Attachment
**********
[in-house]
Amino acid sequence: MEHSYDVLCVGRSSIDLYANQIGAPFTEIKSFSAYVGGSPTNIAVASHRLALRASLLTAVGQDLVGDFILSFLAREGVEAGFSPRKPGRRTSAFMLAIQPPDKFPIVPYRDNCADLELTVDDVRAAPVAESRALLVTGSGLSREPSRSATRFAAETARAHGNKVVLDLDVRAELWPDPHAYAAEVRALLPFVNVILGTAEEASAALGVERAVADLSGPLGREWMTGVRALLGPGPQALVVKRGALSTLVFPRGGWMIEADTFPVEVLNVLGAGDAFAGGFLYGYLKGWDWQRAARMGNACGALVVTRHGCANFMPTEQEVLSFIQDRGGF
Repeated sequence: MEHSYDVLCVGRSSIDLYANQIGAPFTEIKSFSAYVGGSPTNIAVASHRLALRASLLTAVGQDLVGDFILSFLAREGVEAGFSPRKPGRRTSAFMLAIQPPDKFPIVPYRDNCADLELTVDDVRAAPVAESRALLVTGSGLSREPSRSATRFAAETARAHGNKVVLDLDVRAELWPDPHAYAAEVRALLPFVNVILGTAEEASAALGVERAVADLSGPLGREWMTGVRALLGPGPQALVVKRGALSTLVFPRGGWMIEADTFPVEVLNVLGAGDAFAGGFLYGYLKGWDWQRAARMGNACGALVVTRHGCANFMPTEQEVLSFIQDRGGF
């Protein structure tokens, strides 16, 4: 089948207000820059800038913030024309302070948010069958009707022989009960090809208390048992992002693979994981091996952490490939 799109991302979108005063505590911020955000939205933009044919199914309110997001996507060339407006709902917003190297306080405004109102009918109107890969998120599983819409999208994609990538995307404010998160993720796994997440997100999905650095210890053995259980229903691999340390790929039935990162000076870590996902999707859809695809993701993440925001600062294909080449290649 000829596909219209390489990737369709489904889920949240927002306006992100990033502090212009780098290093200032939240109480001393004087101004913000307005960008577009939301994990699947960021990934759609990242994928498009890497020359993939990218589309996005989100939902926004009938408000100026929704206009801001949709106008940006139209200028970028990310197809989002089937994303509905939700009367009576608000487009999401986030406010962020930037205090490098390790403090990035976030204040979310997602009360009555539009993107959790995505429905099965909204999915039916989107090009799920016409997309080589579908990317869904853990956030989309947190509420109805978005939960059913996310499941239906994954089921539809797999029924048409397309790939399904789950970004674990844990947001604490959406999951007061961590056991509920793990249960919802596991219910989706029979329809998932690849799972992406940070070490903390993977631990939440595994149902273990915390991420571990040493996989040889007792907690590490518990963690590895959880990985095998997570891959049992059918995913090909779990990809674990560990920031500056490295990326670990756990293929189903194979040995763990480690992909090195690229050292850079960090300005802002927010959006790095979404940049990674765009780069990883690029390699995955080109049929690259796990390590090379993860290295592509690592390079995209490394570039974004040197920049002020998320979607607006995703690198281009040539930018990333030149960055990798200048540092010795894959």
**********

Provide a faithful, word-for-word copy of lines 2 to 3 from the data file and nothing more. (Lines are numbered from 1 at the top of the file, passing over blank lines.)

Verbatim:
Amino acid sequence: MEHSYDVLCVGRSSIDLYANQIGAPFTEIKSFSAYVGGSPTNIAVASHRLALRASLLTAVGQDLVGDFILSFLAREGVEAGFSPRKPGRRTSAFMLAIQPPDKFPIVPYRDNCADLELTVDDVRAAPVAESRALLVTGSGLSREPSRSATRFAAETARAHGNKVVLDLDVRAELWPDPHAYAAEVRALLPFVNVILGTAEEASAALGVERAVADLSGPLGREWMTGVRALLGPGPQALVVKRGALSTLVFPRGGWMIEADTFPVEVLNVLGAGDAFAGGFLYGYLKGWDWQRAARMGNACGALVVTRHGCANFMPTEQEVLSFIQDRGGF
Repeated sequence: MEHSYDVLCVGRSSIDLYANQIGAPFTEIKSFSAYVGGSPTNIAVASHRLALRASLLTAVGQDLVGDFILSFLAREGVEAGFSPRKPGRRTSAFMLAIQPPDKFPIVPYRDNCADLELTVDDVRAAPVAESRALLVTGSGLSREPSRSATRFAAETARAHGNKVVLDLDVRAELWPDPHAYAAEVRALLPFVNVILGTAEEASAALGVERAVADLSGPLGREWMTGVRALLGPGPQALVVKRGALSTLVFPRGGWMIEADTFPVEVLNVLGAGDAFAGGFLYGYLKGWDWQRAARMGNACGALVVTRHGCANFMPTEQEVLSFIQDRGGF